Should Bitcoin Investors Be Thankful It’s Thanksgiving?
Bitcoin has in some ways become synonymous with Thanksgiving. It was two years prior when dinner table talks with family members about the first-ever cryptocurrency turned into extreme FOMO resulting in a bubble the asset still has yet to recover from.
Investors had a lot to be thankful for that Thanksgiving, but what about this year? Could Bitcoin explode into a bull market once again? Let’s review a decade of Bitcoin performance post-Thanksgiving to see if crypto investors should really be thankful it’s Thanksgiving once again for Bitcoin.
The Complete History of Bitcoin Price on Thanksigiving
It was right around Thanksgiving 2017, when Bitcoin first breached above the FOMO trigger – as Fundstrat’s Tom Lee called it – price point of $10,000 when not even a month later Bitcoin doubled in price, reaching its historic peak price of $20,000.
Related Reading | Research Shows That Holidays Cause FOMO Fireworks in Bitcoin Price Charts
Last Thanksgiving, Bitcoin traded at nearly 25% of that peak, making crypto investors a little less thankful last year.
This year, Bitcoin is at a turning point and wherever it goes following the US holiday could alter the trend of the asset for the foreseeable future, making it among the most important Thanksgivings for the asset yet.
To try and get a feel for how Bitcoin might perform from here, we’ve reviewed the last decade of Bitcoin Thanksgivings to understand how the asset has performed following the holiday.
Bitcoin’s very first thanksgiving the crypto asset was valued at roughly a quarter, making it incredible to think that someday it could be worth a quarter of a million dollars per BTC.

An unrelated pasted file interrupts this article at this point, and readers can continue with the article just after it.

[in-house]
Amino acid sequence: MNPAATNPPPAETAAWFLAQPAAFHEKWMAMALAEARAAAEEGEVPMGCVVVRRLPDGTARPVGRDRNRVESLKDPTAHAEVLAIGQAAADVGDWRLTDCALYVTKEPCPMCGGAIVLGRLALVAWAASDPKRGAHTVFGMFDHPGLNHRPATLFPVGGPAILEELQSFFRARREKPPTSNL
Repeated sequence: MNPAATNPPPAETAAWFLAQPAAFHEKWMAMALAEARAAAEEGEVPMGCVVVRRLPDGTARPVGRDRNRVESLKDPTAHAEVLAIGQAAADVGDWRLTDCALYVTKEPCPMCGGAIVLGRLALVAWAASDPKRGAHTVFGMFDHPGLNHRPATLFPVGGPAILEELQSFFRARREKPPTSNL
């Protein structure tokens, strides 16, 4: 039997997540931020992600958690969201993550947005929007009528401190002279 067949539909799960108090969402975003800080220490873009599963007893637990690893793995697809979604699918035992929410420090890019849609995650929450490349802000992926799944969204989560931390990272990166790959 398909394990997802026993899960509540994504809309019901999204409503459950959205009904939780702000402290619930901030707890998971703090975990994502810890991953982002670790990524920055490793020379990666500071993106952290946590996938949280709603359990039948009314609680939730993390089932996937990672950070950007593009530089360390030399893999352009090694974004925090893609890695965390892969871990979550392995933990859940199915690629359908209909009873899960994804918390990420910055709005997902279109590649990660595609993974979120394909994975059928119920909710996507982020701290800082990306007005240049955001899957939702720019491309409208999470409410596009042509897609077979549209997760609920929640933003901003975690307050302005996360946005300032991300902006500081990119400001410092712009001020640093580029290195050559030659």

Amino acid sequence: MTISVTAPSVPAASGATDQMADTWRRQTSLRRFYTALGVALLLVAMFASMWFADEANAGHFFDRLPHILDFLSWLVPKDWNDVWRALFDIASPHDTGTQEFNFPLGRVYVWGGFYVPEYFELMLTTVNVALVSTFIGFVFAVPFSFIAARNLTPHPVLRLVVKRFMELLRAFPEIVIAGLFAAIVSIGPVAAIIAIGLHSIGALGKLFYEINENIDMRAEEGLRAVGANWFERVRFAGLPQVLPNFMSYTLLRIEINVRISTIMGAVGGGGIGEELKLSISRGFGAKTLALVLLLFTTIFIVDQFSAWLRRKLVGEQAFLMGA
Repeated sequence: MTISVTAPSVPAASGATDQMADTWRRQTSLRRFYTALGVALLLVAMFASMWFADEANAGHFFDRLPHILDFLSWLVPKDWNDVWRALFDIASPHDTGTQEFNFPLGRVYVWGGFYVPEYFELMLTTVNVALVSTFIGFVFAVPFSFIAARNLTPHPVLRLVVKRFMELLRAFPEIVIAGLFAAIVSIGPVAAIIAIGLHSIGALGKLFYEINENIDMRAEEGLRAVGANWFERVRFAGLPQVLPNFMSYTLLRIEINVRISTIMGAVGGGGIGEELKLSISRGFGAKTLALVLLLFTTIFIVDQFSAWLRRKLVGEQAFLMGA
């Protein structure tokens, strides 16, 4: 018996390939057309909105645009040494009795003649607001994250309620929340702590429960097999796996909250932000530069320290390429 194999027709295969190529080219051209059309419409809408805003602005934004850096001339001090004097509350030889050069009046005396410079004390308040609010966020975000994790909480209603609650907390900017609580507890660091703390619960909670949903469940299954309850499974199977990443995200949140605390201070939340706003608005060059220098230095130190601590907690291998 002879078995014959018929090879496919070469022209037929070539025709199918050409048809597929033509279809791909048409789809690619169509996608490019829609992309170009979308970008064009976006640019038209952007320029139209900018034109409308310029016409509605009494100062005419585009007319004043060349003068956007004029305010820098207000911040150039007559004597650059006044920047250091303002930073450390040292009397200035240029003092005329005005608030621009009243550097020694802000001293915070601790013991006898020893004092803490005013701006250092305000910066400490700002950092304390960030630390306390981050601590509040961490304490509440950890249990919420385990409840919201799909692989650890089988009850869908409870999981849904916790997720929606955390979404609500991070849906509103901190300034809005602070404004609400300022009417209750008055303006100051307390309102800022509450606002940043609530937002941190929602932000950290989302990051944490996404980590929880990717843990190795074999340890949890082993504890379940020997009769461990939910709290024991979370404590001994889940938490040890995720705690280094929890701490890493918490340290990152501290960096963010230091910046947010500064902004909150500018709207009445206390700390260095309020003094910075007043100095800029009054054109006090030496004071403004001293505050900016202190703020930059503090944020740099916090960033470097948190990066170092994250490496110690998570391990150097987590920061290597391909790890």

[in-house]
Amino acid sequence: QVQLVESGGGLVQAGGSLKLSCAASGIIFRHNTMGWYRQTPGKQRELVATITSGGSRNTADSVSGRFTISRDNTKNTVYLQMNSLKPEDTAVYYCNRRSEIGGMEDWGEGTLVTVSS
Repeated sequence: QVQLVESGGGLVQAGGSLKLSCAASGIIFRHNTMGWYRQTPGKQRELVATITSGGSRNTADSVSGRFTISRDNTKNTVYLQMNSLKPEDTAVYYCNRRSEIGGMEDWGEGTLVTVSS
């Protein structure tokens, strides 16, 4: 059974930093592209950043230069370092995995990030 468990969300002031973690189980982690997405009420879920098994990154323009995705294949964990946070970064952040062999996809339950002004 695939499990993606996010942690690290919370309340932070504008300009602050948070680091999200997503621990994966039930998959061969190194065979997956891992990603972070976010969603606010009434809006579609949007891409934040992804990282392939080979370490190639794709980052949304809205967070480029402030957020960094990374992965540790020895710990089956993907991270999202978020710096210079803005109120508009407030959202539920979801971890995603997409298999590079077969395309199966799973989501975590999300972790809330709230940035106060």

From the first Thanksgiving to Thanksgiving 2011, the crypto asset gained 757%, growing to $2.40. From 2011 to 2012, the leading crypto asset by market cap had another massive gain, of 412%, taking its price to $12.30.
The next year, though, Bitcoin experienced its first real bull market, taking the price all the way to $1,010 for its largest holiday-to-holiday gain of over 8,111%.
Related Reading | Bitcoin Price: Defense of $7,000 Could Lead to Thanksgiving Rally
The following year in 2014, was Bitcoin’s first major drawdown, taking the price of the crypto asset down to $369, resulting in a loss of 63% from the year prior. Losses were sustained for the second year in 2015, as teh asset’s bear market continued with a 4% loss from one holiday to the next.
In 2016, things picked up once again, as Bitcoin more than doubled in price from Thanksgiving 2015 to 2016, taking the price of the first-ever cryptocurrency to $740, and a 109% gain. It wasn’t enough yet to break the former all-time high, but it did the following year.
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2017’s Thanksgiving was one for the history books. The crypto asset was already trading at a high of $8,191 for the year and dinner table discussions about the then unheard of asset caused FOMO to surge and push Bitcoin’s price to its all-time high of $20,000 just one month later. From the prior Thanksgiving to 2017, BTC grew by 1006%.
But much like the first bull market peak, the following year resulted in a loss, with 2018’s Thanksgiving taking place just days after support at $6,000 broke, and the asset fell to its bear market low. That year, Bitcoin closed Thanksgiving at $4,422, and a 46% loss.
BTC On Average Grows 1,150% From Holiday to Holiday
This year, Bitcoin price is currently trading around $7,600, up 71% from last year’s prices. But given BTC’s past holiday to holiday performance, crypto investors should be especially thankful this Thanksgiving.
On average, from holiday to holiday, Bitcoin has grown 1,150%, and only three years in total out of the ten years the asset has been around, have resulted in a loss. This suggests that come next year, crypto investors may be thankful for their fresh four-digit performance, much like the cryptocurrency has shown in the past.
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